I remember early in practice wanting change so badly. Buddhism was to be my refuge and surely magical things would follow. It was a rude awakening, and letting go of a headful of ignorance was no small undertaking. Oh, the patience and understanding of my teachers. Not to mention my stubbornness used for positive change for once. I knew there was something there, I knew I had to find change and I knew I would not give up. Thirty years later and here I am. There was no magical occurrence yet there was something unexpected, that is for another time. So for all those students out there who “know” there is something to this Zen thing, you’re right. Use that faith and do not waiver in this endeavor. Keep at it, and even if your practice is off and on, find a teacher you can relate to and a group you feel comfortable with. Big or small temple, known or unknown teacher, these matter little. Is the teacher filled with joy, and is the sangha supportive of each other? Trust yourself, you will find the way.
Goal are needed and they give us direction, however, what happens when we are caught by setting and achieving goals? When we feel that ache and desire that arises pondering the obtainment of our muse. Often we become consumed when the blinders are placed on and we are off to the races. I can’t wait! If only! It is going to be so much better when! We begin to create a fantasy around the obtainment of our goal. Maybe more money, a new job, a car or even completion of our koans. I know for myself ordination was that, a unicorn, and the projected key to my discontentment. We fantasize and begin to fast forward through life, ignoring what we do have. Finally we get that new car, lump sum or koan completion. We experience great joy and wonder, for a short time. This is followed by that dreaded question….NOW WHAT? We feel let down, deflated and even panicked. In material sales they call it buyers remorse. WHAT NEXT? Most of the time we fall back on a goal or obtaining, and the process begins all over again. We are caught in a repetitive loop.. How much of of our lives are wasted over grasping? Next time you feel that ache or desire to obtain, remember that question that arises when the magic fades away, NOW WHAT? The strength to turn yourself around is found within the question.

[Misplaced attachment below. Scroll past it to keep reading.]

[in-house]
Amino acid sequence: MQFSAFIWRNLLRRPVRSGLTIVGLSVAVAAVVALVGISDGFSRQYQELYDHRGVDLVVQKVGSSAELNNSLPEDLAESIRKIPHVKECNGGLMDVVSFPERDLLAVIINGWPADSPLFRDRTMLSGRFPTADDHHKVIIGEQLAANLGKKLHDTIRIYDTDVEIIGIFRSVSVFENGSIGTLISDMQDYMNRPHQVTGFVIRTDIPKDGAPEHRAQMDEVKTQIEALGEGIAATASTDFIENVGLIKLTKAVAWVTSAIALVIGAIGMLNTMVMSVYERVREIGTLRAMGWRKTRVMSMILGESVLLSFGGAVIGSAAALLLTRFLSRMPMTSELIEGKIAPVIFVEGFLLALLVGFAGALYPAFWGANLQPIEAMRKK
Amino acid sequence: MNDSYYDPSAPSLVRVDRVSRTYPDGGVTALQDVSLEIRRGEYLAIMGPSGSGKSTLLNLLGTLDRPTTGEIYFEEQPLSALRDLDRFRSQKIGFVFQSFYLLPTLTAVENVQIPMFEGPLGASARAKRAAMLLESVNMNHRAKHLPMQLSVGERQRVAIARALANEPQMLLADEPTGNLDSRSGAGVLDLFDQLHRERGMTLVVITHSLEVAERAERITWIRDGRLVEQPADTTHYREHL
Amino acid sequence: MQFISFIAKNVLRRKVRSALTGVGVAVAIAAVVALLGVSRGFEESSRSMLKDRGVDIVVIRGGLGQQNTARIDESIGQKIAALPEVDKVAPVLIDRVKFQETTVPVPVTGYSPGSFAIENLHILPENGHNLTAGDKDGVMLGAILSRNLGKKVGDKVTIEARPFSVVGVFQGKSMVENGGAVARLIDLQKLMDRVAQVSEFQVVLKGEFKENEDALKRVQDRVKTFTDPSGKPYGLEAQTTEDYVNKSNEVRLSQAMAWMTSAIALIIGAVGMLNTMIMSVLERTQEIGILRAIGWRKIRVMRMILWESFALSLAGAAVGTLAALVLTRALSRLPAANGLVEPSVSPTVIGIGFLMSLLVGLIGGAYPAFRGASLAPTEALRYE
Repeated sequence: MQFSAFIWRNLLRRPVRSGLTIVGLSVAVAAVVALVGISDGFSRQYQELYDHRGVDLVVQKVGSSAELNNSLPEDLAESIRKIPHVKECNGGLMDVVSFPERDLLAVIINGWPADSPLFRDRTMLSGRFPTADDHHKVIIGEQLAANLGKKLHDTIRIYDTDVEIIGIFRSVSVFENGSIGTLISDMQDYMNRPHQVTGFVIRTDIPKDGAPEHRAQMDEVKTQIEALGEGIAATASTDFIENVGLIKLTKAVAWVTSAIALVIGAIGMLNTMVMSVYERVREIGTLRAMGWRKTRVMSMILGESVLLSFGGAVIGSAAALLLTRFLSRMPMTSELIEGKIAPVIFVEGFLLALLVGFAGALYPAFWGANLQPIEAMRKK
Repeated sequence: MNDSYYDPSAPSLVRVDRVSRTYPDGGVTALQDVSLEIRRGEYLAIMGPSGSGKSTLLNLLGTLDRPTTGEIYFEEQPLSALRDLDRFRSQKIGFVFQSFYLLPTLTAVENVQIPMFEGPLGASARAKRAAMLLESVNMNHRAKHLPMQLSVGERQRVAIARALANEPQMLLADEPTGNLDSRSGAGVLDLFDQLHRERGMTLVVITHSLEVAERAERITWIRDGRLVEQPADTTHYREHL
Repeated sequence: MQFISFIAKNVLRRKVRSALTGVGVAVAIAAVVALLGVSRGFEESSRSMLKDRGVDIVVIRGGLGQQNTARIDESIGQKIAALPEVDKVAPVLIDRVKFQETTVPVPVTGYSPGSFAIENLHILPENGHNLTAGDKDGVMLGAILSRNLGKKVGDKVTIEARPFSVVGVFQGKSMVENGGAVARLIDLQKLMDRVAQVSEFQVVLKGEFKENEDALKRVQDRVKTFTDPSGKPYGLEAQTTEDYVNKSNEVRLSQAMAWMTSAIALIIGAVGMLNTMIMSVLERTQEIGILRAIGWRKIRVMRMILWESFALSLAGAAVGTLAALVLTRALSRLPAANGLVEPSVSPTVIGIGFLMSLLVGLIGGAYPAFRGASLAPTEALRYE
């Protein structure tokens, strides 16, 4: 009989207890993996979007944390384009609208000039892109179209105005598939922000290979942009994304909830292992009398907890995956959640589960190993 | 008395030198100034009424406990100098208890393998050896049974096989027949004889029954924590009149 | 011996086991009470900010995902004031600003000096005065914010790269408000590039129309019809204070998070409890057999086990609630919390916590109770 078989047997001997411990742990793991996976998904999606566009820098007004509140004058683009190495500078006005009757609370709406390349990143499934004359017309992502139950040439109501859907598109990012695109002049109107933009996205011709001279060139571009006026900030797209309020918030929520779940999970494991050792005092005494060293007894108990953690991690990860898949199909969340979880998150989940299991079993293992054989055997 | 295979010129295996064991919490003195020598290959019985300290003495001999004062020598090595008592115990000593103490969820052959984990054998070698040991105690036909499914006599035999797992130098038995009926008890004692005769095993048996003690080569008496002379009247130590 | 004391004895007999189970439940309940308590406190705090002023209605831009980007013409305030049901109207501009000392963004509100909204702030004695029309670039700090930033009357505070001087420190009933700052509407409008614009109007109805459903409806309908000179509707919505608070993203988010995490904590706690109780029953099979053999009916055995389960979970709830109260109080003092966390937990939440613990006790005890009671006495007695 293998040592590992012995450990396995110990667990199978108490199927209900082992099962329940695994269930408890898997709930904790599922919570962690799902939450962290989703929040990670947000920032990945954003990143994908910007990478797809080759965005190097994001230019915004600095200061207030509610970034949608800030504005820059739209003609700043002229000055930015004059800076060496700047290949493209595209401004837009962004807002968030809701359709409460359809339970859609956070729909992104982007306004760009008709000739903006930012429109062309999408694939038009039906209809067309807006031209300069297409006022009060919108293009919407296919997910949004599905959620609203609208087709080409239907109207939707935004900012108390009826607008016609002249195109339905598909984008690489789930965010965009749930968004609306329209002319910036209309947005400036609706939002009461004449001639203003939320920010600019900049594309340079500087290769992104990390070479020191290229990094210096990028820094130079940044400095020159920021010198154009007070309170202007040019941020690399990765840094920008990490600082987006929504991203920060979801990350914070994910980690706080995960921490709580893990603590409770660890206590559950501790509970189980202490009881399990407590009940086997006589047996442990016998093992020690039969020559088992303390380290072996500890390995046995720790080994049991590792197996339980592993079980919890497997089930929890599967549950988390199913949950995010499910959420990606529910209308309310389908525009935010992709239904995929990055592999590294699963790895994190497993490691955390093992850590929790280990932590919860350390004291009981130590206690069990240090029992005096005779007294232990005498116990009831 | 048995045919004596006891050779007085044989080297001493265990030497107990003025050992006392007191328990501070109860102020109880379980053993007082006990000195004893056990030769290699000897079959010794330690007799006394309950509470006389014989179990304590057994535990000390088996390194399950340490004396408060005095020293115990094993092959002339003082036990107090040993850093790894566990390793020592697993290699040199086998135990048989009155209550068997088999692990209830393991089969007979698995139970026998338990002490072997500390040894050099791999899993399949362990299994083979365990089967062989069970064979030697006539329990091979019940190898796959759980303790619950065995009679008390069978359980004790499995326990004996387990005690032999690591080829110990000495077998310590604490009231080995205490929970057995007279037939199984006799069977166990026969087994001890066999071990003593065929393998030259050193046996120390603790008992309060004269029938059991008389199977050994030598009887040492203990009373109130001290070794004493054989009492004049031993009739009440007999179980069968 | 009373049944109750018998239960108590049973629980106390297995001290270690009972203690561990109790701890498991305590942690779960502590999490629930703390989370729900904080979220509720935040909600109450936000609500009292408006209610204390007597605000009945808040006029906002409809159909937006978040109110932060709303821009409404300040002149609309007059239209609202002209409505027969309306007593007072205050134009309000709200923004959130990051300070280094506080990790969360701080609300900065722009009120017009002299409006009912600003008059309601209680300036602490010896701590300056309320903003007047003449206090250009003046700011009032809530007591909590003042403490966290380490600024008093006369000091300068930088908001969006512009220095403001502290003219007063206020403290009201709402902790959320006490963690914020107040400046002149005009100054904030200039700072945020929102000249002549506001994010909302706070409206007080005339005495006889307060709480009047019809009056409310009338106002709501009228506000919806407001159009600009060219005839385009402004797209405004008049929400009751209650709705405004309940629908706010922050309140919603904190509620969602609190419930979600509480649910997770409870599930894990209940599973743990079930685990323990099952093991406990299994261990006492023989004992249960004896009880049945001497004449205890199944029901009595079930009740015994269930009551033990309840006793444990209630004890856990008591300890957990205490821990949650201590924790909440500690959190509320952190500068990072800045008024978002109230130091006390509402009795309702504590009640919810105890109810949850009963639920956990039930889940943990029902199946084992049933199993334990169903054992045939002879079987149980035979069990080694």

Sesshin is a great opportunity to experience Zen Monastic practice. Come join the Blue Mountain Sangha for Summer Sesshin, and gain true and lasting insight.
“Sesshin”, literally “to collect the mind”, is the Zen Buddhist seclusion or intensive period, consisting of one to ten days of silent meditative practice. Included in these periods are daily Zazen, Dharma Talks/Teisho (sermons), Samu (work) periods, and private interview/meeting (Dokusan) twice daily with Ryuun Joriki Baker, Osho. During Sesshin, the Zen Student concentrates on nothing but collecting the scattered energies of the mind, so they may realize their true nature. For many, the awakened experience feels hidden and separate from our daily lives, in return, we seek it outwardly. It is only when we take a backward step, that we realize how intimate it truly is.
Come join us for Full zazenkai (meditation service) at the Bushkill Temple for the first time in 1.5 years. All are welcomed. Members are free, visitors are $20.00.